My Japanese steamed savory egg custard does not have shrimps, it has two kinds of mushrooms, I omitted the carrot slices and threw in some young asparagus.
Most of us know “egg custard” as a sweetened mixture of milk and eggs. It is the base for ice cream, it can be thin and spreadable, it can be a topping or a filling, and it can be a stand-alone dessert like the Filipino leche flan and the French crème brûlée. But did you know that egg custard can be savory too? Japanese steamed savory egg custard, or chawanmushi, is a mixture of beaten eggs and dashi poured over marinated chicken (and, traditionally, shrimps), mushrooms and vegetables. When you eat it, the texture is a cross between an ultra light omelet and soup. So full of umami flavors.
My Japanese steamed savory egg custard does not have shrimps, it has two kinds of mushrooms, I omitted the carrot slices (my girls are not huge fans of carrot) and I threw in some young asparagus. The cooking procedure, however, does not stray from the traditional.
I cut chicken thigh fillets into bite-size pieces and marinated them in a mixture of soy sauce, rice wine and a little grated ginger.
I prepped and cut four asparagus spears.
Because I used dried shiitake, I soaked it in hot water before slicing. The shimeji was fresh and I only had to cut off the root ends.
I strained the water in which the mushroom had soaked and stirred in the dashi.
I divided the chicken among three ramekins, and the rest of the ingredients were divided into four portions. No chicken for Sam’s portion because she eats no meat.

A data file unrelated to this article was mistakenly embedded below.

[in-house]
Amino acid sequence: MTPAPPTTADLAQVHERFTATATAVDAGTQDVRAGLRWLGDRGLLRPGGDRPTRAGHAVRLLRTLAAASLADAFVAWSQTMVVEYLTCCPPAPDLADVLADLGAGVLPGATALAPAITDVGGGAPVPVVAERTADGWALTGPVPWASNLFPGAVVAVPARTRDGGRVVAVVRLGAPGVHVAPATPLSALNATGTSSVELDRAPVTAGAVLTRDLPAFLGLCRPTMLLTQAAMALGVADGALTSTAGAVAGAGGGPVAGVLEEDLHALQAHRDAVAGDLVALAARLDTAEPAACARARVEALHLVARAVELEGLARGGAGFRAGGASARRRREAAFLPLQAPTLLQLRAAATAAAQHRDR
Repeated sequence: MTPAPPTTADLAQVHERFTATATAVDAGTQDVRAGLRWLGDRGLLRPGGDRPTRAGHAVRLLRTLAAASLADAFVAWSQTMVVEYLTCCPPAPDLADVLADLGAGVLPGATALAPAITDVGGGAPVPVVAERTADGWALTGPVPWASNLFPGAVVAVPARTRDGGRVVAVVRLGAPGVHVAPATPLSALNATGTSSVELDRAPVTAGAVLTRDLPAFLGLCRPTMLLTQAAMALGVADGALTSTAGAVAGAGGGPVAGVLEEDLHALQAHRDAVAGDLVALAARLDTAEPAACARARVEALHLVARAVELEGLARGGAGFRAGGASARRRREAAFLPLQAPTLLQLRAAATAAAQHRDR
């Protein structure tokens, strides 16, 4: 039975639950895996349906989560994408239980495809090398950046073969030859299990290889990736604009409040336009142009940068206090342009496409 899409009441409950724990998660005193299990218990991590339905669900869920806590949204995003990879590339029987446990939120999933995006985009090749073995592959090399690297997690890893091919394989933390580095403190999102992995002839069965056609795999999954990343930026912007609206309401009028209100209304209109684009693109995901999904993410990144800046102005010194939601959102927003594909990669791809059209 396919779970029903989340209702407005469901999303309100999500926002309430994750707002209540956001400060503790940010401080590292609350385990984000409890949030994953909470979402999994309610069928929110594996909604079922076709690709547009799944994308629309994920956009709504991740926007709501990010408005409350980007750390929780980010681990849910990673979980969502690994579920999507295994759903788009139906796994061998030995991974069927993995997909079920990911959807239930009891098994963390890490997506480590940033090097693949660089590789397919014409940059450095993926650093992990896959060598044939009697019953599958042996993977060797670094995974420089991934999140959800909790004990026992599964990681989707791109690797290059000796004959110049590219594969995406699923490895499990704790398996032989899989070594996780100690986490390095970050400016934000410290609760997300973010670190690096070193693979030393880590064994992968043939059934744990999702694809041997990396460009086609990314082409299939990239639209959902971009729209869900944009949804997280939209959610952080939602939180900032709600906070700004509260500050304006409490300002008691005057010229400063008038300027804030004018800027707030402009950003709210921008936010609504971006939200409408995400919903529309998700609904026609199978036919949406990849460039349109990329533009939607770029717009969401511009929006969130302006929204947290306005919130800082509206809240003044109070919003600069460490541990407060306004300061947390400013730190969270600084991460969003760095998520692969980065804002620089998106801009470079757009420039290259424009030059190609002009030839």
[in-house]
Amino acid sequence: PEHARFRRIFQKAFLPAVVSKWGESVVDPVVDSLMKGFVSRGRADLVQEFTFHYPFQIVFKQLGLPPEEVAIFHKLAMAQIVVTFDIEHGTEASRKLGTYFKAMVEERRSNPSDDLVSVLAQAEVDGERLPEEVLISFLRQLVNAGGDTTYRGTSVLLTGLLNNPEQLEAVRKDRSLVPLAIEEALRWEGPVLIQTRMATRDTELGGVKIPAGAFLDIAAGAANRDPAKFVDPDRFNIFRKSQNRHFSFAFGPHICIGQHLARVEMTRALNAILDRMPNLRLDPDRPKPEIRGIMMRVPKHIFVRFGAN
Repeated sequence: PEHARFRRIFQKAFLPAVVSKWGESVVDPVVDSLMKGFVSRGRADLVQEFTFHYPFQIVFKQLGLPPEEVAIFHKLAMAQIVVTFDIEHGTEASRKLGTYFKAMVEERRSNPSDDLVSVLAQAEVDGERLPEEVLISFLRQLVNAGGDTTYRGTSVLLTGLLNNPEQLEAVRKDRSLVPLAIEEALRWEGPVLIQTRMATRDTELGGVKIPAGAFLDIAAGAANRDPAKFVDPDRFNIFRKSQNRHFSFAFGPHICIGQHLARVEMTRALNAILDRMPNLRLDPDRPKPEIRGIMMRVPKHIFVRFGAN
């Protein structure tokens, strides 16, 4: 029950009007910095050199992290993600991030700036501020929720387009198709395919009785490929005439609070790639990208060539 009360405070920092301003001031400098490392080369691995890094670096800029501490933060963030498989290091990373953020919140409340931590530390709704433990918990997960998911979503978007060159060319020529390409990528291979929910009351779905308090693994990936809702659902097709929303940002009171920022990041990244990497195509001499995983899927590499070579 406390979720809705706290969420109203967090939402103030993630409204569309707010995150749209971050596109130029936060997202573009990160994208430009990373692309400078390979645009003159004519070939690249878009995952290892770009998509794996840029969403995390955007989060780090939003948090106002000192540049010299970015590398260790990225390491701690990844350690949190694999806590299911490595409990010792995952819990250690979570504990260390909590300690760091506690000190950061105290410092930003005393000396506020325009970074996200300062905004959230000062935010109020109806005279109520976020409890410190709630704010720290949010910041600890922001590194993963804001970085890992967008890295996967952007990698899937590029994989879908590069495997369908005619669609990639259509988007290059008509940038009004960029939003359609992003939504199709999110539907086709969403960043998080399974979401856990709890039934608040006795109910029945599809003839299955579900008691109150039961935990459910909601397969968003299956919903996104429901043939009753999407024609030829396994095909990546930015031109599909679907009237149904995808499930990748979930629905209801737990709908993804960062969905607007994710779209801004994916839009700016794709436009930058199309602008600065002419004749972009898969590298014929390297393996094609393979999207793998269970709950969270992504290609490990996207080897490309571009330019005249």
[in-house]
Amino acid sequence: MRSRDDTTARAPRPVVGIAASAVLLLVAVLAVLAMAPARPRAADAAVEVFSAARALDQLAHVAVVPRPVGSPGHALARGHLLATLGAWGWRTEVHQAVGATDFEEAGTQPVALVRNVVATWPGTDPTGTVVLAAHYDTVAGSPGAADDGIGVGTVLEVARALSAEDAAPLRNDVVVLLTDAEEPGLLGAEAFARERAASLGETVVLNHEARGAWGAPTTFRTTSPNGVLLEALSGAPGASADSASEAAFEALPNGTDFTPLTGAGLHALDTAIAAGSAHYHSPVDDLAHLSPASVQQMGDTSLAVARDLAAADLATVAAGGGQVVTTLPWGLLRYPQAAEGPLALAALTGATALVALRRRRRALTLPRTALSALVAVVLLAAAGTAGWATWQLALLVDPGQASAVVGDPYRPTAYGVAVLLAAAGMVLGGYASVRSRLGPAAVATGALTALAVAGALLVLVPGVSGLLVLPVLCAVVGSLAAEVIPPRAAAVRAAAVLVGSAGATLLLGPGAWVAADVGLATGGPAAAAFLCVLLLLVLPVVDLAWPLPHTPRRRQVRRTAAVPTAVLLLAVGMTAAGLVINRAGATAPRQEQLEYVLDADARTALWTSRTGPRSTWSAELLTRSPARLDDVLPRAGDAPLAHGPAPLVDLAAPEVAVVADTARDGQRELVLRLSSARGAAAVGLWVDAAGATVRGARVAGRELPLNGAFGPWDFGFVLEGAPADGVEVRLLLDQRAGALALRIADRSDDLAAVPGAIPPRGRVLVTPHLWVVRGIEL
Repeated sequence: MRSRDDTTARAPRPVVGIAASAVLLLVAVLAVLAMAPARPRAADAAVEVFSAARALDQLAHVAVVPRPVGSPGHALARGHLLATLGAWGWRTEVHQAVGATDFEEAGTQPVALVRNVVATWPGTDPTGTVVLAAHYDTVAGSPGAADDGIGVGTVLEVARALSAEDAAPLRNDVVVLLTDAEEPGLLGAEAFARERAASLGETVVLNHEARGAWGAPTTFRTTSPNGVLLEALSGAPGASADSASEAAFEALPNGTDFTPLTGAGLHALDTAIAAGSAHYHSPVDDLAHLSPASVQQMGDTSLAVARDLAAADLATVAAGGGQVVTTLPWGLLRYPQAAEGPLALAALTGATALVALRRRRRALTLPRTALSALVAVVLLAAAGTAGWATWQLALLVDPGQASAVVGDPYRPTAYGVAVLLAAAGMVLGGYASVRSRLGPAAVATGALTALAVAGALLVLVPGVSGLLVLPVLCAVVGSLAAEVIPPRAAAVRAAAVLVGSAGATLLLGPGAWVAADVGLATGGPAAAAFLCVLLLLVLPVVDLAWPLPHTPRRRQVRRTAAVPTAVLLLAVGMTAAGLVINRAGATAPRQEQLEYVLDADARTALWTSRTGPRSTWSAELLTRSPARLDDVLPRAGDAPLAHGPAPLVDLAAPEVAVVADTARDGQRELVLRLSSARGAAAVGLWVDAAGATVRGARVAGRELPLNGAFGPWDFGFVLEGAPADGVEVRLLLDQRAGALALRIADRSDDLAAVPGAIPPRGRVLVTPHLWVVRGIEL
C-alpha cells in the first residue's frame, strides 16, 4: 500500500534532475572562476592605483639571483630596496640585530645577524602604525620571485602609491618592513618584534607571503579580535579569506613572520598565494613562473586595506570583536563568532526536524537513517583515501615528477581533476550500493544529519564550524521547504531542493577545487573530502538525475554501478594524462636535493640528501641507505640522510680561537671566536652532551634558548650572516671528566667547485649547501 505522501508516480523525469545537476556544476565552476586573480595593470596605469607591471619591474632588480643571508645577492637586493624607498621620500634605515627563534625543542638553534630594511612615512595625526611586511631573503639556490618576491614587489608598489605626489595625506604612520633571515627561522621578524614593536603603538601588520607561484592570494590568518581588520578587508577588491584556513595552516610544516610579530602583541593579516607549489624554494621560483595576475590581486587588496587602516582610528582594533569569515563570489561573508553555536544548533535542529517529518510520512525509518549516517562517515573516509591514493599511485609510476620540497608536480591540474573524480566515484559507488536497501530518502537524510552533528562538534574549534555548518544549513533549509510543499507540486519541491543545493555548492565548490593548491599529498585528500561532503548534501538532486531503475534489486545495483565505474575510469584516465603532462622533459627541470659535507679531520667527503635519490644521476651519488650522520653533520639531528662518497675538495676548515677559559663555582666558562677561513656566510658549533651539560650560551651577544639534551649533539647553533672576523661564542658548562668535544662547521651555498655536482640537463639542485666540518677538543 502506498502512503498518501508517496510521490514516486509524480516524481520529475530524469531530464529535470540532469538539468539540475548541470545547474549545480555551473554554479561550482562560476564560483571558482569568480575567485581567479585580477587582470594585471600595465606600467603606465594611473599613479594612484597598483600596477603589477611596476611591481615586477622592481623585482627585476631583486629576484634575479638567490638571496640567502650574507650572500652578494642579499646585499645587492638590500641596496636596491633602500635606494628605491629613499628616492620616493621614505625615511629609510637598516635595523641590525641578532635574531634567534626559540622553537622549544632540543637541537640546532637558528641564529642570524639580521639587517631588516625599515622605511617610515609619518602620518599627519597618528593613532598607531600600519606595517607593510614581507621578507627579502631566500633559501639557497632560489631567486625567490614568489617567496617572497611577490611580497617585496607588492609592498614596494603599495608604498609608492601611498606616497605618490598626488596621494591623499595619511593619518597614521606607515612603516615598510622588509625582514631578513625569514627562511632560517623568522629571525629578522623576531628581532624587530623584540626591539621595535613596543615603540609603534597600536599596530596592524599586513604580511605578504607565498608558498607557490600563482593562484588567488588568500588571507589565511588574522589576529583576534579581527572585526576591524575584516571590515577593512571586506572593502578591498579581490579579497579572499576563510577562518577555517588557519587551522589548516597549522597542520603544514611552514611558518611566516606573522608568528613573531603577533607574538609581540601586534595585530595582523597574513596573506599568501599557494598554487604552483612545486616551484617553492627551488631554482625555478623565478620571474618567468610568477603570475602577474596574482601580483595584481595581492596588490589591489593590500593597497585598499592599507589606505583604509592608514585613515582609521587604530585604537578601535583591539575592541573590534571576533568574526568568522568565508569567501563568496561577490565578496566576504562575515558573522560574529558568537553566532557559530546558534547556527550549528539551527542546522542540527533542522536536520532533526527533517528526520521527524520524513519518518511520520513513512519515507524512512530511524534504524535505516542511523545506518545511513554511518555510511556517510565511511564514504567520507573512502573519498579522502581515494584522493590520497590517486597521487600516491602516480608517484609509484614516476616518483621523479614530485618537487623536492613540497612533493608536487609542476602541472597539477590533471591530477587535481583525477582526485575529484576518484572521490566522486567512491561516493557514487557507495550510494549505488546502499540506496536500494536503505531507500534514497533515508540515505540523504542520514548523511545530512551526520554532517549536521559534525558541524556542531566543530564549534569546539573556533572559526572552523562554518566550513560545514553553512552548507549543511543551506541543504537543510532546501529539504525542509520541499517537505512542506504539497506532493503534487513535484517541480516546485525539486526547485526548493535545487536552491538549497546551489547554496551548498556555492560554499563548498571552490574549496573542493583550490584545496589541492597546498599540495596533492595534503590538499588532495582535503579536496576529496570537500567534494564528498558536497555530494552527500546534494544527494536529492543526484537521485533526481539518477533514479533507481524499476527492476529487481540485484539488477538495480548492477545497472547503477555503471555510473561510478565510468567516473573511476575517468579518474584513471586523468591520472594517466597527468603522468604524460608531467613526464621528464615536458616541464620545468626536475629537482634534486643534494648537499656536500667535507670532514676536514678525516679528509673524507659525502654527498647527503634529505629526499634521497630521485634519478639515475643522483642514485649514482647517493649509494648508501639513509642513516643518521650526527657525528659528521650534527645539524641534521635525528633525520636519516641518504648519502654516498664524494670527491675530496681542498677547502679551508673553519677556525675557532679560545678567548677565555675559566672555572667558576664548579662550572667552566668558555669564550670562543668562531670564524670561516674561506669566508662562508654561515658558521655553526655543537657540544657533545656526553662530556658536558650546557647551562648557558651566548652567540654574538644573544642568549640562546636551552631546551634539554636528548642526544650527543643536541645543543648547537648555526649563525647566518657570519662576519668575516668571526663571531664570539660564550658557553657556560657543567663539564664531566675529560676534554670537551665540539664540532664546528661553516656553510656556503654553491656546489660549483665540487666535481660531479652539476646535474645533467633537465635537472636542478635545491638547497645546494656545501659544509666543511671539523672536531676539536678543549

Beaten eggs were stirred into the dashi mixture and poured into the ramekins.
Three whole eggs and a cup and a half of dashi were just enough to fill the ramekins. The ratio I used was half a cup of dashi per egg. You may use more or less dashi.
The ramekins were covered with foil and arranged on a rack set over simmering water. After steaming for fifteen minutes, the savory egg custards were ready to be served.
Note to self: buy a proper bamboo steamer; it’s been years since the last one went out of commission.
- 3 chicken thigh fillets
- 1 tablespoon light soy sauce
- 1 tablespoon sweet rice wine
- 1/8 teaspoon grated ginger
- 4 asparagus spears you may want more if you're using baby asparagus
- 1 to 2 shiitake mushrooms (caps only), if using dried, soak in hot water for 20 minutes
- 1 handful shimeji mushrooms
- 2 tablespoons sliced scallions
- 3 whole eggs
- 1 packet dashi granules
Prepare your steamer. Pour in water and start heating it.
Cut the chicken thigh fillets into one-inch cubes. Place in a bowl. Pour in the soy sauce and rice wine. Mix in the grated ginger. Set aside.
Discard the woody portion of the asparagus spears. Cut the asparagus into two-inch lengths.
Slice the shiitake caps thinly.
Cut off and discard the root ends of the shimeji.
If using dried shiitake, measure the soaking liquid. If you have less than 1 and 1/2 cups, add enough water so you have 1 and 1/2 cups of liquid. Stir in the dashi granules. If using fresh shiitake, just measure 1 and 1/2 cups water and stir in the dashi granules.
Lightly beat the eggs. Stir into the dashi until blended.
Divide the chicken, mushrooms, asparagus and scallions among three or four ramekins.
Pour the egg-dashi mixture over the chicken, mushrooms and vegetables.
Cover the ramekins with foil, arrange on the steamer basket and cook for 10 to 15 minutes, depending on the size of the ramekins. To test for doneness, poke a skewer at the center of the custard. If the liquid that seeps out is clear, the savory egg custards are done.
Serve your Japanese steamed savory egg custard, or chawanmushi, while hot.